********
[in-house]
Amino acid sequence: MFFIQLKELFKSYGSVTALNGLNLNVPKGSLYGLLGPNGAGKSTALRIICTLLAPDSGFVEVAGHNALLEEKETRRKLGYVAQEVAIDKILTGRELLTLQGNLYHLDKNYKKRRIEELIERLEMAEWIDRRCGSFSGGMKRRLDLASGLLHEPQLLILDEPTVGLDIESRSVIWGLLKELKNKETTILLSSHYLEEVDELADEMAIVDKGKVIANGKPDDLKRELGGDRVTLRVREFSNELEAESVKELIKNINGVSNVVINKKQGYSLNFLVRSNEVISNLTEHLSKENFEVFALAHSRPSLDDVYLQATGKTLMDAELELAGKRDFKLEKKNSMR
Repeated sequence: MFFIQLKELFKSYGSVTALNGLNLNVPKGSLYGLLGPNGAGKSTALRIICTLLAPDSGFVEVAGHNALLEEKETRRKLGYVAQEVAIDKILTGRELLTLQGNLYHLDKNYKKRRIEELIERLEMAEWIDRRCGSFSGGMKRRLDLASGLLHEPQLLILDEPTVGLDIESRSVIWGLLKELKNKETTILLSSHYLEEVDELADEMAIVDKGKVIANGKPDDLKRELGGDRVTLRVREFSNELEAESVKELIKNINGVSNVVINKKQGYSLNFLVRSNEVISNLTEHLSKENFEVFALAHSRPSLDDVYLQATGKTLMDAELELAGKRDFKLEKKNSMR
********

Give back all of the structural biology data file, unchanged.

[in-house]
Amino acid sequence: MFFIQLKELFKSYGSVTALNGLNLNVPKGSLYGLLGPNGAGKSTALRIICTLLAPDSGFVEVAGHNALLEEKETRRKLGYVAQEVAIDKILTGRELLTLQGNLYHLDKNYKKRRIEELIERLEMAEWIDRRCGSFSGGMKRRLDLASGLLHEPQLLILDEPTVGLDIESRSVIWGLLKELKNKETTILLSSHYLEEVDELADEMAIVDKGKVIANGKPDDLKRELGGDRVTLRVREFSNELEAESVKELIKNINGVSNVVINKKQGYSLNFLVRSNEVISNLTEHLSKENFEVFALAHSRPSLDDVYLQATGKTLMDAELELAGKRDFKLEKKNSMR
Repeated sequence: MFFIQLKELFKSYGSVTALNGLNLNVPKGSLYGLLGPNGAGKSTALRIICTLLAPDSGFVEVAGHNALLEEKETRRKLGYVAQEVAIDKILTGRELLTLQGNLYHLDKNYKKRRIEELIERLEMAEWIDRRCGSFSGGMKRRLDLASGLLHEPQLLILDEPTVGLDIESRSVIWGLLKELKNKETTILLSSHYLEEVDELADEMAIVDKGKVIANGKPDDLKRELGGDRVTLRVREFSNELEAESVKELIKNINGVSNVVINKKQGYSLNFLVRSNEVISNLTEHLSKENFEVFALAHSRPSLDDVYLQATGKTLMDAELELAGKRDFKLEKKNSMR